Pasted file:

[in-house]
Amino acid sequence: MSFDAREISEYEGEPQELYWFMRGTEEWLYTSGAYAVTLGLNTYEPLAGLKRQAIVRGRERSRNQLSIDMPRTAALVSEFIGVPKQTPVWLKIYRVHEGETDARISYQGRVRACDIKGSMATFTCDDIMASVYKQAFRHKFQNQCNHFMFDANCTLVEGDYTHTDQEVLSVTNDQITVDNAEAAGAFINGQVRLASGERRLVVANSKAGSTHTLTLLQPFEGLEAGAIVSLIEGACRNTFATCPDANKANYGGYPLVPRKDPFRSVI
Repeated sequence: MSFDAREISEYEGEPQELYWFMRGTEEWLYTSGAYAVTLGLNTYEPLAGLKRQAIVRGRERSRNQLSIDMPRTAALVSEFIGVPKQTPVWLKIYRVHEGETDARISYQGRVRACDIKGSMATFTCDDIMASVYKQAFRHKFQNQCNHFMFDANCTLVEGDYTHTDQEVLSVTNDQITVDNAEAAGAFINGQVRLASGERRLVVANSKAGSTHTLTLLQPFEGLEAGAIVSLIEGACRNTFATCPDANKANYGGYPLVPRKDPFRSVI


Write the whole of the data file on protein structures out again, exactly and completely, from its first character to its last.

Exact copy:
[in-house]
Amino acid sequence: MSFDAREISEYEGEPQELYWFMRGTEEWLYTSGAYAVTLGLNTYEPLAGLKRQAIVRGRERSRNQLSIDMPRTAALVSEFIGVPKQTPVWLKIYRVHEGETDARISYQGRVRACDIKGSMATFTCDDIMASVYKQAFRHKFQNQCNHFMFDANCTLVEGDYTHTDQEVLSVTNDQITVDNAEAAGAFINGQVRLASGERRLVVANSKAGSTHTLTLLQPFEGLEAGAIVSLIEGACRNTFATCPDANKANYGGYPLVPRKDPFRSVI
Repeated sequence: MSFDAREISEYEGEPQELYWFMRGTEEWLYTSGAYAVTLGLNTYEPLAGLKRQAIVRGRERSRNQLSIDMPRTAALVSEFIGVPKQTPVWLKIYRVHEGETDARISYQGRVRACDIKGSMATFTCDDIMASVYKQAFRHKFQNQCNHFMFDANCTLVEGDYTHTDQEVLSVTNDQITVDNAEAAGAFINGQVRLASGERRLVVANSKAGSTHTLTLLQPFEGLEAGAIVSLIEGACRNTFATCPDANKANYGGYPLVPRKDPFRSVI